Whistleblowing policy

Every company is different. Employers should therefore be proactive in developing their own whistleblowing policies to meet their own ethical and moral concerns. In any case, a good whistleblowing policy should be clear and easy to understand and include guidelines for the effective management of whistleblowing. Companies should consider the issues highlighted below – based on the guide issued by the UK Department for Business Innovation & Skill (Whistleblowing: Guidance for Employers and Code of Practice, March 2015).

  • A list of the type of concerns that should be reported.
  • The procedures for raising concerns.
  • An assurance to train employees at all levels of the organisation on whistleblowing policy and any applicable laws.
  • An assurance to treat all disclosures appropriately, consistently and fairly.
  • An assurance to take all reasonable steps to maintain the confidentiality of the whistleblower where this is requested.
  • Ways in which the organisation will respond to the whistleblower.
  • An assurance that victimisation of a whistleblower is not acceptable.
  • Clear channels for making disclosures. Alternative reporting procedures should also be made available in the event that employees do not feel comfortable approaching their line managers. For example, organisations may establish whistleblower hotlines with their legal advisers for the reporting of misconduct.

Awareness-raising, communication and training

To ensure cooperation, participation and support by employees, the purpose and goals of whistleblower protection should be promoted through effective awareness-raising, communication and training, such as providing a clear explanation to employees of their rights and obligations when disclosing wrongdoing. The following approaches, based on the OECD’s Good Practice Guidance on Internal Controls, Ethics and Compliance (2010), represent some of the best practices an employer could adopt for raising awareness of the whistleblowing policy or procedures:

  • Making the policy accessible on the staff intranet, briefing at team meetings, including the policy in staff handbooks and new staff induction packs.
  • Introducing training to all employees on how disclosures should be made.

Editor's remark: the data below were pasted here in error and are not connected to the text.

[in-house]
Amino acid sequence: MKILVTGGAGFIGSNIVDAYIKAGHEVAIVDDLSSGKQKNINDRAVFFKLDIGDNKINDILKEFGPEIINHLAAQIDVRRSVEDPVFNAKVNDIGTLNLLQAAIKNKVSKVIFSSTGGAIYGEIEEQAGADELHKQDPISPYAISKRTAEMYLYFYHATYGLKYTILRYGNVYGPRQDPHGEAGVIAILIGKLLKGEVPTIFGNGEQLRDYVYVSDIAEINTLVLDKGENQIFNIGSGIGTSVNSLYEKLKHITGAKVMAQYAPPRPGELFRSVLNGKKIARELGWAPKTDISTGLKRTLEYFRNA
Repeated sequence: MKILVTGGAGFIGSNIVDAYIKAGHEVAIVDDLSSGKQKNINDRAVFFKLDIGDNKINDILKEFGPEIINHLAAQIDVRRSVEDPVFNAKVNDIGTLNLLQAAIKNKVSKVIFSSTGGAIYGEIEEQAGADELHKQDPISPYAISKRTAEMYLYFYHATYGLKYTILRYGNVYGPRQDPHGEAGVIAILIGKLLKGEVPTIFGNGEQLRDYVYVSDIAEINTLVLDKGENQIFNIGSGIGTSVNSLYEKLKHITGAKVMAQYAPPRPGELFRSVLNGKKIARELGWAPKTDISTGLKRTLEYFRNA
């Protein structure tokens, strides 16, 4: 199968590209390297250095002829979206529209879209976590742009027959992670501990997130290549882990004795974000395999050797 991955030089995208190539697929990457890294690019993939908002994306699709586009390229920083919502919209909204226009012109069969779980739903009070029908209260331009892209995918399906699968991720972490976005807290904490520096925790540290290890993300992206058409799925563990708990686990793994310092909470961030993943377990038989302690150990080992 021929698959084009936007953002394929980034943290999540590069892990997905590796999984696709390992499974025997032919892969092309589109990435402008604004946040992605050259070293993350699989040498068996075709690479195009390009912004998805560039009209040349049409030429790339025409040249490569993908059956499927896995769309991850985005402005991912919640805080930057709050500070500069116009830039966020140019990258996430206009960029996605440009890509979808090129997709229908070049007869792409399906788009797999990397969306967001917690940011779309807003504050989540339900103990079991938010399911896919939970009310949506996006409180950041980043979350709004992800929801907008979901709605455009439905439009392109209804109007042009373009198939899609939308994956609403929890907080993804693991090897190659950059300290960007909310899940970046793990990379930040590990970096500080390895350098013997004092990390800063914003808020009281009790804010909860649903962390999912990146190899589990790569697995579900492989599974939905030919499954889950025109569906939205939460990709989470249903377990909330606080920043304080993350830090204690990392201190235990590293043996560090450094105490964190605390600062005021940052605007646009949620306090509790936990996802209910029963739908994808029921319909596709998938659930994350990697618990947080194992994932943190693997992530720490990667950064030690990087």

• Introducing training to managers on how to handle disclosures, protect personal information, receive reports, and recognise and prevent occurrence of discriminatory and disciplinary actions taken against whistleblowers.
  • Conducting regular training for managers and employees to help refresh their minds on the whistleblowing policy and procedures.

Conclusion

The OECD’s The Role of Whistleblowers and Whistleblower Protection (2017), found that whistleblowers who are provided with internal reporting protection can help companies detect wrongdoing earlier and therefore avail themselves of the earliest opportunity to deal with it before it turns into a crisis. Whistleblowing is a powerful internal system of checks and balances for a company to maintain business integrity, thereby promoting a healthy working culture. Compared to the more developed UK model, the existing legislative framework in Hong Kong is clearly inadequate, which calls for urgent reform by the government to provide better protection for whistleblowers.

In the meantime, for companies that do not have whistleblower policies, it is in their best interests to develop and adopt whistleblower protection programmes as part of their corporate governance/integrity management, and to introduce such programmes to their employees through awareness-raising initiatives. Companies that already have policies in place should review them periodically to ensure compliance with the legislative framework in force, and update them as and when reform is introduced.

Cynthia Chung, Partner
Deacons

 

SIDEBAR: Further reading

  • Whistleblower Protections: A Guide (The International Bar Association, April 2018) – www.ibanet.org.
  • Foreign Bribery Report (2014); Committing to Effective Whistleblower Protection (2016); Whistleblower Protection: Encouraging Reporting (2012); Good Practice Guidance on Internal Controls, Ethics and Compliance (2010); and
    The Role of Whistleblowers and Whistleblower Protection (2017) (the Organisation for Economic Co-operation and Development) – www.oecd.org.
  • Gaps in the System: Whistleblower Laws in the EU (Blueprint for Free Speech, 2018) – www.fibgar.org.
    Review of Whistleblowing Protections by Australian Banks (The Australian Banking Association, 2016) – www.ausbanking.org.au.